The Headquarters of the GAP Administration is in Ankara and the Administration has its Regional Directorate in Sanliurfa.

Beyond dams, hydraulic power plants and irrigation facilities on the Euphrates and the Tigris, the Southeastern Anatolia Project represents a comprehensive regional development effort based on a multi-sector, integrated and sustainable development approach targeting the full-fledged development of the region including investments and services in urban and rural infrastructure, transportation, industry education, health, housing, tourism and various other sectors.

Upon the completion of the project, facilities on the Euphrates and the Tigris, which together flow more than 50 billion cubic meters of water a year, will bring 28% of the total water potential of Turkey under control, introduce irrigated farming to a land extending over 1.7 million hectares and annually produce 27 billion kWh hydraulic energy with an installed capacity of 7476 megawatt.

The agricultural and industrial potential of the region boosted through the GAP will raise the income level of the region fivefold and create employment for about 3.8 million people in the region.

It is the primary task of the GAP Administration to plan and carry out all development related activities in the region in line with specified objectives, targets and strategies and within the framework of a "comprehensive and integrated planning approach", which covers all social and economic sectors. This comprehensive planning approach is intended to inform decision makers about the directions and magnitudes of development, to interlink all project components and to draw concrete frameworks by assessing investments in economic and social sectors in their temporal and spatial dimensions. The GAP Master Plan is the major guide in this respect. Ongoing and planned projects will improve urban infrastructures and enhance the population absorption capacity of urban settlements. Furthermore, by mobilizing regional resources, a stable economic growth will be ensured to further boost exports from the region. The total cost of the GAP is estimated as 32 billion US dollars, which makes it the largest regional development effort ever launched in Turkey. As of 2003, about 16.6 billion US dollars have already been spent for the project.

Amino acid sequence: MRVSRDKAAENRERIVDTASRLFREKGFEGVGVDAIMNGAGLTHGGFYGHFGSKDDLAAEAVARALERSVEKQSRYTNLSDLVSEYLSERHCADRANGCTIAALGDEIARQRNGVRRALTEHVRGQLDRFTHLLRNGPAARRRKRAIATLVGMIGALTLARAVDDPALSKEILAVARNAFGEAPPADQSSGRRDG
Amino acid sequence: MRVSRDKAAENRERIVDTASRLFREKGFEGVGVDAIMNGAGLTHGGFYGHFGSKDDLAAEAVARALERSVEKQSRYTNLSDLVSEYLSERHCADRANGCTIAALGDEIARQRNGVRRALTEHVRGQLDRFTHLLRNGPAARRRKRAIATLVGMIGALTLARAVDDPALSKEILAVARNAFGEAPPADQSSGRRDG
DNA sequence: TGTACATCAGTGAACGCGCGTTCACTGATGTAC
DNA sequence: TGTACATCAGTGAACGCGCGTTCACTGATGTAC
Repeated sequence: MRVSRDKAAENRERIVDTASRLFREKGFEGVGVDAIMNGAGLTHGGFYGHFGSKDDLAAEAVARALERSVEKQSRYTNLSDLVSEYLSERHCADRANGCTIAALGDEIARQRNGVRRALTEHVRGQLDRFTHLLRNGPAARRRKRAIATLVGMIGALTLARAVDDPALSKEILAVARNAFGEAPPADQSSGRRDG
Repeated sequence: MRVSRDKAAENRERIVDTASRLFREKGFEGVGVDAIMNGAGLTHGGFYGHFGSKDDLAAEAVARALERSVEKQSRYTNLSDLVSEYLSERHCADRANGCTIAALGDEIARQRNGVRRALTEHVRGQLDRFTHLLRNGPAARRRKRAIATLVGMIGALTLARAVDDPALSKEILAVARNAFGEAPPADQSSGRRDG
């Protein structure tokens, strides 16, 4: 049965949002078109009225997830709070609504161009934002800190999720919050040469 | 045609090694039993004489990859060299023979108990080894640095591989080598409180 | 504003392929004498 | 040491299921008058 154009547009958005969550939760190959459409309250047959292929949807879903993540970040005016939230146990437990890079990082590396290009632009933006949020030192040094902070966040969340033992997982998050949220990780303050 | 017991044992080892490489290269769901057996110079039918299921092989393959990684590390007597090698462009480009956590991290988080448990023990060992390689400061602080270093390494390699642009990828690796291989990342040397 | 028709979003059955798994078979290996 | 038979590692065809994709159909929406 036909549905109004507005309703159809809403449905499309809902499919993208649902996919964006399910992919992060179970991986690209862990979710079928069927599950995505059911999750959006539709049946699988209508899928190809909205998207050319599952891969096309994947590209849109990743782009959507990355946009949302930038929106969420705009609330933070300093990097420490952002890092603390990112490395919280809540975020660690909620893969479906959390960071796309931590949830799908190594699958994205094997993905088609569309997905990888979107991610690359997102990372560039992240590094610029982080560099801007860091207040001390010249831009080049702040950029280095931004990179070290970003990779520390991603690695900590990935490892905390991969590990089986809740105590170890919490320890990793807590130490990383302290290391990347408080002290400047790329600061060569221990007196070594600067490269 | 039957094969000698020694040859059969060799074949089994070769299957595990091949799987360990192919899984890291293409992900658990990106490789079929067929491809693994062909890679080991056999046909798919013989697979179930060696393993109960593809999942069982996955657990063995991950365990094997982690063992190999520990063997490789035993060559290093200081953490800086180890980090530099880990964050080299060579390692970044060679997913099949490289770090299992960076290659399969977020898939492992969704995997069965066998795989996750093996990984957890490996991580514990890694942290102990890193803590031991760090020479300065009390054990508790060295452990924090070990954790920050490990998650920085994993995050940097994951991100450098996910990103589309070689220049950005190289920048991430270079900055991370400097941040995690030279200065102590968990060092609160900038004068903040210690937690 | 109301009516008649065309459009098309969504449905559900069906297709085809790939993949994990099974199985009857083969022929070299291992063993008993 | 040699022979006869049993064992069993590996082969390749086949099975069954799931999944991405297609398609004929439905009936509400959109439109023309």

From an integrated project to sustainable human development;

Universal norms adopted in the process have transformed the GAP from an integrated regional development plan to a regional development project carried out on the basis of the philosophy of sustainable human development.

Now development and growth in the context of GAP are defined in terms of such indicators as average life expectancy, infant mortality rate, literacy rate, duration in participation to education, accessibility of health services, closing region and gender-based welfare gaps, quality of life and sustainability.

While, as an integrated project, the GAP used to be carried out as a pack consisting of public investments, the concept of sustainable human development introduced private sector investments and individuals as decision makers and actors directly involved in the process.

In practice, the concept of sustainability has three footholds: Participation by the State, private sector and people. The target is to consolidate State led infrastructure investments further with the participation of the private sector and people, and thus to impart all projects to the daily lives of people living in the region.

This approach is not solely a reflection of a desire for fair development; It is also the result of a sound diagnosis that mobilisation of existing potentials in underdeveloped regions will significantly contribute to the realisation of such national goals as economic growth, social stability and boosting exports. In short, the GAP brings civilisation back to the Upper Mesopotamia.

Last Update: March 31st, 2006